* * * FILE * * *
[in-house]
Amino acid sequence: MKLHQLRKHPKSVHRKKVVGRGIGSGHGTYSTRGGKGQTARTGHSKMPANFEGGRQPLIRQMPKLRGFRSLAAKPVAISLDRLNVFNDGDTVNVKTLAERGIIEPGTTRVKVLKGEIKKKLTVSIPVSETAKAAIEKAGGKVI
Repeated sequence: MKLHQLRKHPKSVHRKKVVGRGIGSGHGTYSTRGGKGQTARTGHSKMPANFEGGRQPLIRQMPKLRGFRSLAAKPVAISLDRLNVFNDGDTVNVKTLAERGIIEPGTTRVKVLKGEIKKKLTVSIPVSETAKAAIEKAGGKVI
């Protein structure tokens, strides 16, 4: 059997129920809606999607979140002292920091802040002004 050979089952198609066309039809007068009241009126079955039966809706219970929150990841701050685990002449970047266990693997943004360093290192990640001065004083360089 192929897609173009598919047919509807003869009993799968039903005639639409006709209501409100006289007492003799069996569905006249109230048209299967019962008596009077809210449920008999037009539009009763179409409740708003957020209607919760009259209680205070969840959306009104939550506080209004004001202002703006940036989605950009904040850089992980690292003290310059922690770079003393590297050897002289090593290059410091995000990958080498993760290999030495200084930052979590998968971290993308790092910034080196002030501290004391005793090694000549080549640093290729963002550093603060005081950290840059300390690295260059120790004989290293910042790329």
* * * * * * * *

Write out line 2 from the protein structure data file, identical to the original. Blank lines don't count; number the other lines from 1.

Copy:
Amino acid sequence: MKLHQLRKHPKSVHRKKVVGRGIGSGHGTYSTRGGKGQTARTGHSKMPANFEGGRQPLIRQMPKLRGFRSLAAKPVAISLDRLNVFNDGDTVNVKTLAERGIIEPGTTRVKVLKGEIKKKLTVSIPVSETAKAAIEKAGGKVI